THE mid-2000s surf-folk scene was immersed in an eternal summer.
Gentle grooves, calming melodies and earthy instrumentation were its calling cards.
Little wonder the music of Jack Johnson, Ben Harper, Xavier Rudd and The Beautiful Girls tapped into the Australian psyche in an intimate way.
Their music perfectly encapsulated our affinity with the beach and summer holidays.
As the mercury remained perched well over 30 degrees on Sunday night The Beautiful Girls offered the ideal soundtrack by revisiting their 2002 EP Morning Son and debut album Learn Yourself (2003) at an almost full Cambridge Hotel.
The show wasn’t strictly a celebration of Mat McHugh and his gang’s first records.
The setlist included some of their strongest material from other records like I Thought About You - complete with a wonderfully fuzzed out bass riff from Paulie Bromley – and Let’s Take The Home Way Home, plus the reggae-drenched Dancehall Days from their 2014 album of the same name.
However, it was obvious the crowd wanted The Beautiful Girls’ classic surf-folk tracks.
Learn Yourself, Music and Blackbird all attracted mass singalongs and on several occasions McHugh’s hushed vocal threatened to be drowned out by the audience.
The Beautiful Girls and their scene have always been closely associated with surf culture and McHugh has made some famous board-riding friends.
“My favourite acoustic guitar got destroyed and I borrowed Stephanie Gilmour’s guitar,” McHugh told the audience.
“Anyone who posts this on social media can you tag Steph please?”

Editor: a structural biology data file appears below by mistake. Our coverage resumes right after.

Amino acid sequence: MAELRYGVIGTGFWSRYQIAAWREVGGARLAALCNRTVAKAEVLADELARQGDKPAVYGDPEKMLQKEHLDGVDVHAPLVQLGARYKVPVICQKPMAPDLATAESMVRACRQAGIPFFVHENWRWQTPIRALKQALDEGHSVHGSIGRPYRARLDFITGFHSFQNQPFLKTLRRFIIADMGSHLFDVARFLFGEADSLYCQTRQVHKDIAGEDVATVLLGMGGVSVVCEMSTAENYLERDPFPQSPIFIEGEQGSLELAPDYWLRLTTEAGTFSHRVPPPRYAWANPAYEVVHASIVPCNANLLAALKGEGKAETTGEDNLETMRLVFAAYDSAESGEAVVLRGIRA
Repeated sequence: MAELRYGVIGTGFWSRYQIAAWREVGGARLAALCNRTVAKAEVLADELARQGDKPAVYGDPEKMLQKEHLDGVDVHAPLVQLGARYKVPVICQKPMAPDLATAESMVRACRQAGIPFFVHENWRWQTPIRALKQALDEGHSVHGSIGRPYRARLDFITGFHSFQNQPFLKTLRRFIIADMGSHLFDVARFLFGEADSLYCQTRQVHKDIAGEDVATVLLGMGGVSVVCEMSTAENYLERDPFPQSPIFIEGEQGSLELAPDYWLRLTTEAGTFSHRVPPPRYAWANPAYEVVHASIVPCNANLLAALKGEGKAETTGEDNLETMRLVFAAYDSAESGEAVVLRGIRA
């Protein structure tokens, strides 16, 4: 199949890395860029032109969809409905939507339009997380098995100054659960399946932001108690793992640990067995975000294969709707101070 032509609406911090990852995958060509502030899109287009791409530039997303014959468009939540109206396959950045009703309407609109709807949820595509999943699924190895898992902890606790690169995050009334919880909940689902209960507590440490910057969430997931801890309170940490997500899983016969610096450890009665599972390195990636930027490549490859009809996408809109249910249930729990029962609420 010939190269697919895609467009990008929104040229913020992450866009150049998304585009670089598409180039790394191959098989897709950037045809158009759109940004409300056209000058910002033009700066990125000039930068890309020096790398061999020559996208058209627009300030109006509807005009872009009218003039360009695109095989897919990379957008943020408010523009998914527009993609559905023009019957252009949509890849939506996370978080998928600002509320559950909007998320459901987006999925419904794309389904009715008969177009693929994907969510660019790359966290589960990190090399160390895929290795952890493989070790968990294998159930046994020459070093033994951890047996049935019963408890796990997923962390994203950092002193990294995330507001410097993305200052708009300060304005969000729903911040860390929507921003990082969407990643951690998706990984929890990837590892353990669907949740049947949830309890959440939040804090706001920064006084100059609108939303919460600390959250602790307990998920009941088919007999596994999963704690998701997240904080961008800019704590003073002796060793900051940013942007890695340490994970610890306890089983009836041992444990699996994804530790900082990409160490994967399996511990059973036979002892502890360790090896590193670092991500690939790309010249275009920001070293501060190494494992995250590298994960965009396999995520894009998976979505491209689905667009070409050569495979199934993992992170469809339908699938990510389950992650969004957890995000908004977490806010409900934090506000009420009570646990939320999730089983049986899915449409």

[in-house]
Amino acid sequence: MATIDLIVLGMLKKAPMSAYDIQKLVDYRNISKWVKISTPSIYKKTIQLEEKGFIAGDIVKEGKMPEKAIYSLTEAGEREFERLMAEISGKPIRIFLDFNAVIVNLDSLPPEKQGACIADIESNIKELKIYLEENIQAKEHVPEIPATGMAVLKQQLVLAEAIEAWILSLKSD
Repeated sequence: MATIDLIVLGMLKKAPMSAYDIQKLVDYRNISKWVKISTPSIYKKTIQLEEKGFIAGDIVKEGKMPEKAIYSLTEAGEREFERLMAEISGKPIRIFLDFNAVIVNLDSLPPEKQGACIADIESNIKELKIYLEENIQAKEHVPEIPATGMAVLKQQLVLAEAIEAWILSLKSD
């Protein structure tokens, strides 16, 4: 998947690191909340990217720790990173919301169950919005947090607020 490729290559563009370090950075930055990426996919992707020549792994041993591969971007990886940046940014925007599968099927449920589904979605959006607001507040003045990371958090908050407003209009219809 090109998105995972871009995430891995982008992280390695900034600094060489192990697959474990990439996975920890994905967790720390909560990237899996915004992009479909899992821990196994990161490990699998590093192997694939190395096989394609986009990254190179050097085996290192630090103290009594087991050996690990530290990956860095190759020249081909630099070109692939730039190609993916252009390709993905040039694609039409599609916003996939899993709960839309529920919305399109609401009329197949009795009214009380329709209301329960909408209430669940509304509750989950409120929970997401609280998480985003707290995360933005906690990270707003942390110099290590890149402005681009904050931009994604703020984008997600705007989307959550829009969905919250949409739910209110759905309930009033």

The Beautiful Girls then launched into crowd favourite Periscopes, dedicated to the six-time surfing world champion.
The Beautifully Girls these days are effectively McHugh. He writes, plays all the instruments and produces the records before he’s joined on tour by Bromley and drummer Paul Derricott.
Yet on stage Bromley and Derricott and more than hired guns. The rhythm section was often the most engaging part of the set, and provided the energetic contrast to the more chilled vocal delivery from McHugh.
Certainly The Beautiful Girls’ mellowness is both their strength and weakness. The relaxed vibes were inoffensive, but generally the show lacked intensity and excitement and left you wanting to see the band unleash, even if only momentarily.
However, the audience didn’t mind and they were hungrily wanting more when The Beautiful Girls left the stage. They returned for the peaceful La Mar (The Ocean), which featured a detour into Pearl Jam’s classic Black and a sea of mobile phone lights.
Finally the band were allowed to take off in the closing On A Clear Day, where Derricott showcased his talent on the skins and McHugh even delivered some guitar theatrics.
The tide may have long receded on the surf-folk scene, but Newcastle’s love for The Beautiful Girls remains as warm as an endless summer.